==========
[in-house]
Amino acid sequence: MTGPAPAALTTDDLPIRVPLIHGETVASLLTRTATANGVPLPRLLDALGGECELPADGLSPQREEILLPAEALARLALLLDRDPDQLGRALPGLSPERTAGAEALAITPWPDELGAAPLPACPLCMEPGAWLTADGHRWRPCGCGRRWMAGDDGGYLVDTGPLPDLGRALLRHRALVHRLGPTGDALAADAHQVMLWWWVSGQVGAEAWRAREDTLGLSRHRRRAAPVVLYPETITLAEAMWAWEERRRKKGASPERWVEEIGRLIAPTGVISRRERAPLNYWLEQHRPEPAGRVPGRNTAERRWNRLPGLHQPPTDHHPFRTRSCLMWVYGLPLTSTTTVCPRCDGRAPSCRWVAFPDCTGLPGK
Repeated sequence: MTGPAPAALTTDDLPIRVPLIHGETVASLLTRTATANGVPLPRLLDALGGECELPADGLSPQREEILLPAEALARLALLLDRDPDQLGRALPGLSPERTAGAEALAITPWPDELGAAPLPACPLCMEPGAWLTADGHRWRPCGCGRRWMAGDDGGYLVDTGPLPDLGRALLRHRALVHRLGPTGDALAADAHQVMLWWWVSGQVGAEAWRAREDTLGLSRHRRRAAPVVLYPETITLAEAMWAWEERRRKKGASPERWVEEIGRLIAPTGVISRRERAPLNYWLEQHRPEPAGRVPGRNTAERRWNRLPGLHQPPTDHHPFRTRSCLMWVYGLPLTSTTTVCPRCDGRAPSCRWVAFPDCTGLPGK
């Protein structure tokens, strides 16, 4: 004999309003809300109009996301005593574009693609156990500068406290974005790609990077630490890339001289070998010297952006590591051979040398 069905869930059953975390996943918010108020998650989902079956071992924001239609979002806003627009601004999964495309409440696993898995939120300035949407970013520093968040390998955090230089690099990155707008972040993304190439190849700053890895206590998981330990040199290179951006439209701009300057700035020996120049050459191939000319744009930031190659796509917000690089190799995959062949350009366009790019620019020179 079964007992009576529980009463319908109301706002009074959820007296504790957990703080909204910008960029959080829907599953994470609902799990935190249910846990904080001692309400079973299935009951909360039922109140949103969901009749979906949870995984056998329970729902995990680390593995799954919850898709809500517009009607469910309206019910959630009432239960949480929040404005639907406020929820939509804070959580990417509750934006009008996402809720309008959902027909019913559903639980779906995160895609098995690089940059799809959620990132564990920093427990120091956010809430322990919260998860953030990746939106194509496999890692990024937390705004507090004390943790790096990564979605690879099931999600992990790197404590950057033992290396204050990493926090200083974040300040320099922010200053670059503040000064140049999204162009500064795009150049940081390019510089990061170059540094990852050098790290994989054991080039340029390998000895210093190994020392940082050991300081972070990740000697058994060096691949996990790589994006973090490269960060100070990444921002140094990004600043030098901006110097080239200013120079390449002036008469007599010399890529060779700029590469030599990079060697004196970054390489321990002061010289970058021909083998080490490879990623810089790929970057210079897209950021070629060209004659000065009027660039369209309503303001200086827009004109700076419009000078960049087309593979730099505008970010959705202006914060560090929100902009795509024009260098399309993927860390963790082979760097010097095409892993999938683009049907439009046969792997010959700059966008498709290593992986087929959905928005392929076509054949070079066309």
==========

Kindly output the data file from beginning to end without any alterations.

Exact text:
[in-house]
Amino acid sequence: MTGPAPAALTTDDLPIRVPLIHGETVASLLTRTATANGVPLPRLLDALGGECELPADGLSPQREEILLPAEALARLALLLDRDPDQLGRALPGLSPERTAGAEALAITPWPDELGAAPLPACPLCMEPGAWLTADGHRWRPCGCGRRWMAGDDGGYLVDTGPLPDLGRALLRHRALVHRLGPTGDALAADAHQVMLWWWVSGQVGAEAWRAREDTLGLSRHRRRAAPVVLYPETITLAEAMWAWEERRRKKGASPERWVEEIGRLIAPTGVISRRERAPLNYWLEQHRPEPAGRVPGRNTAERRWNRLPGLHQPPTDHHPFRTRSCLMWVYGLPLTSTTTVCPRCDGRAPSCRWVAFPDCTGLPGK
Repeated sequence: MTGPAPAALTTDDLPIRVPLIHGETVASLLTRTATANGVPLPRLLDALGGECELPADGLSPQREEILLPAEALARLALLLDRDPDQLGRALPGLSPERTAGAEALAITPWPDELGAAPLPACPLCMEPGAWLTADGHRWRPCGCGRRWMAGDDGGYLVDTGPLPDLGRALLRHRALVHRLGPTGDALAADAHQVMLWWWVSGQVGAEAWRAREDTLGLSRHRRRAAPVVLYPETITLAEAMWAWEERRRKKGASPERWVEEIGRLIAPTGVISRRERAPLNYWLEQHRPEPAGRVPGRNTAERRWNRLPGLHQPPTDHHPFRTRSCLMWVYGLPLTSTTTVCPRCDGRAPSCRWVAFPDCTGLPGK
């Protein structure tokens, strides 16, 4: 004999309003809300109009996301005593574009693609156990500068406290974005790609990077630490890339001289070998010297952006590591051979040398 069905869930059953975390996943918010108020998650989902079956071992924001239609979002806003627009601004999964495309409440696993898995939120300035949407970013520093968040390998955090230089690099990155707008972040993304190439190849700053890895206590998981330990040199290179951006439209701009300057700035020996120049050459191939000319744009930031190659796509917000690089190799995959062949350009366009790019620019020179 079964007992009576529980009463319908109301706002009074959820007296504790957990703080909204910008960029959080829907599953994470609902799990935190249910846990904080001692309400079973299935009951909360039922109140949103969901009749979906949870995984056998329970729902995990680390593995799954919850898709809500517009009607469910309206019910959630009432239960949480929040404005639907406020929820939509804070959580990417509750934006009008996402809720309008959902027909019913559903639980779906995160895609098995690089940059799809959620990132564990920093427990120091956010809430322990919260998860953030990746939106194509496999890692990024937390705004507090004390943790790096990564979605690879099931999600992990790197404590950057033992290396204050990493926090200083974040300040320099922010200053670059503040000064140049999204162009500064795009150049940081390019510089990061170059540094990852050098790290994989054991080039340029390998000895210093190994020392940082050991300081972070990740000697058994060096691949996990790589994006973090490269960060100070990444921002140094990004600043030098901006110097080239200013120079390449002036008469007599010399890529060779700029590469030599990079060697004196970054390489321990002061010289970058021909083998080490490879990623810089790929970057210079897209950021070629060209004659000065009027660039369209309503303001200086827009004109700076419009000078960049087309593979730099505008970010959705202006914060560090929100902009795509024009260098399309993927860390963790082979760097010097095409892993999938683009049907439009046969792997010959700059966008498709290593992986087929959905928005392929076509054949070079066309």